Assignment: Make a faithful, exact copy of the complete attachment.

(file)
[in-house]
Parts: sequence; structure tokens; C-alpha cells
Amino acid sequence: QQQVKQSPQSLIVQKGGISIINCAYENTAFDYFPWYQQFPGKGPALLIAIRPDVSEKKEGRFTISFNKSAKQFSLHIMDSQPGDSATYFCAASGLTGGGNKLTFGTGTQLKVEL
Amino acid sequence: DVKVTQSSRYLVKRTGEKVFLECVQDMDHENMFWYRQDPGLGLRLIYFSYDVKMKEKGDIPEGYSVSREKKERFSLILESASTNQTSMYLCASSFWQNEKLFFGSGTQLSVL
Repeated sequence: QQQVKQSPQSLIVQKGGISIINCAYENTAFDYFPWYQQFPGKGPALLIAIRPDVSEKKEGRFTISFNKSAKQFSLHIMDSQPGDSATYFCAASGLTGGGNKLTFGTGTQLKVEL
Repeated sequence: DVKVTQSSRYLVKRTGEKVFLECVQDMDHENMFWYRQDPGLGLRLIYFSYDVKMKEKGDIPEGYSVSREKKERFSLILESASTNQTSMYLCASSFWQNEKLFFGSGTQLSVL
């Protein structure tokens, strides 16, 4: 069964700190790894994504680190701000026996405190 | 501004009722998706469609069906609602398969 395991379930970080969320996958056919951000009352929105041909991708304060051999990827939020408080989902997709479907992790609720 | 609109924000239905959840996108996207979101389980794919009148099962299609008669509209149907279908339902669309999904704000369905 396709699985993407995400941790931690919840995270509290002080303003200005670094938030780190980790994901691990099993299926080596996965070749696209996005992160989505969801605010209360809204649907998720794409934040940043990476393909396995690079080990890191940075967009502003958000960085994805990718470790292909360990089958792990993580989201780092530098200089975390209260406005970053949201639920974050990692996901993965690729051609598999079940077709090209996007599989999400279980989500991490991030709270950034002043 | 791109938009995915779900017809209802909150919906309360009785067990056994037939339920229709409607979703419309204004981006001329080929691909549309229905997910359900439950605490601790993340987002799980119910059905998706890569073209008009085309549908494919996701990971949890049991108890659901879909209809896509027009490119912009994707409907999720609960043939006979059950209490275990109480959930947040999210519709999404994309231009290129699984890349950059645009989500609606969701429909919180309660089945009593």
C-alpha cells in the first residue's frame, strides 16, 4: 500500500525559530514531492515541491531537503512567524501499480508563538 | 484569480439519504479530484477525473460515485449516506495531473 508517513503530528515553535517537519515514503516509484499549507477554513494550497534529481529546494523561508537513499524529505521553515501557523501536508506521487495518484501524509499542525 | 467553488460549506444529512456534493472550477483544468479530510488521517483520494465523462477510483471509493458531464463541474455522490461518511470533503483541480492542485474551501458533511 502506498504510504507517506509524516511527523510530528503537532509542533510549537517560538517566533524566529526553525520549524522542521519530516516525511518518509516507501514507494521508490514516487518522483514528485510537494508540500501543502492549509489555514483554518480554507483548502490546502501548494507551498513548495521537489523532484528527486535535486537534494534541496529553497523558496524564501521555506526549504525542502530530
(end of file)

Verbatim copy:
[in-house]
Parts: sequence; structure tokens; C-alpha cells
Amino acid sequence: QQQVKQSPQSLIVQKGGISIINCAYENTAFDYFPWYQQFPGKGPALLIAIRPDVSEKKEGRFTISFNKSAKQFSLHIMDSQPGDSATYFCAASGLTGGGNKLTFGTGTQLKVEL
Amino acid sequence: DVKVTQSSRYLVKRTGEKVFLECVQDMDHENMFWYRQDPGLGLRLIYFSYDVKMKEKGDIPEGYSVSREKKERFSLILESASTNQTSMYLCASSFWQNEKLFFGSGTQLSVL
Repeated sequence: QQQVKQSPQSLIVQKGGISIINCAYENTAFDYFPWYQQFPGKGPALLIAIRPDVSEKKEGRFTISFNKSAKQFSLHIMDSQPGDSATYFCAASGLTGGGNKLTFGTGTQLKVEL
Repeated sequence: DVKVTQSSRYLVKRTGEKVFLECVQDMDHENMFWYRQDPGLGLRLIYFSYDVKMKEKGDIPEGYSVSREKKERFSLILESASTNQTSMYLCASSFWQNEKLFFGSGTQLSVL
């Protein structure tokens, strides 16, 4: 069964700190790894994504680190701000026996405190 | 501004009722998706469609069906609602398969 395991379930970080969320996958056919951000009352929105041909991708304060051999990827939020408080989902997709479907992790609720 | 609109924000239905959840996108996207979101389980794919009148099962299609008669509209149907279908339902669309999904704000369905 396709699985993407995400941790931690919840995270509290002080303003200005670094938030780190980790994901691990099993299926080596996965070749696209996005992160989505969801605010209360809204649907998720794409934040940043990476393909396995690079080990890191940075967009502003958000960085994805990718470790292909360990089958792990993580989201780092530098200089975390209260406005970053949201639920974050990692996901993965690729051609598999079940077709090209996007599989999400279980989500991490991030709270950034002043 | 791109938009995915779900017809209802909150919906309360009785067990056994037939339920229709409607979703419309204004981006001329080929691909549309229905997910359900439950605490601790993340987002799980119910059905998706890569073209008009085309549908494919996701990971949890049991108890659901879909209809896509027009490119912009994707409907999720609960043939006979059950209490275990109480959930947040999210519709999404994309231009290129699984890349950059645009989500609606969701429909919180309660089945009593």
C-alpha cells in the first residue's frame, strides 16, 4: 500500500525559530514531492515541491531537503512567524501499480508563538 | 484569480439519504479530484477525473460515485449516506495531473 508517513503530528515553535517537519515514503516509484499549507477554513494550497534529481529546494523561508537513499524529505521553515501557523501536508506521487495518484501524509499542525 | 467553488460549506444529512456534493472550477483544468479530510488521517483520494465523462477510483471509493458531464463541474455522490461518511470533503483541480492542485474551501458533511 502506498504510504507517506509524516511527523510530528503537532509542533510549537517560538517566533524566529526553525520549524522542521519530516516525511518518509516507501514507494521508490514516487518522483514528485510537494508540500501543502492549509489555514483554518480554507483548502490546502501548494507551498513548495521537489523532484528527486535535486537534494534541496529553497523558496524564501521555506526549504525542502530530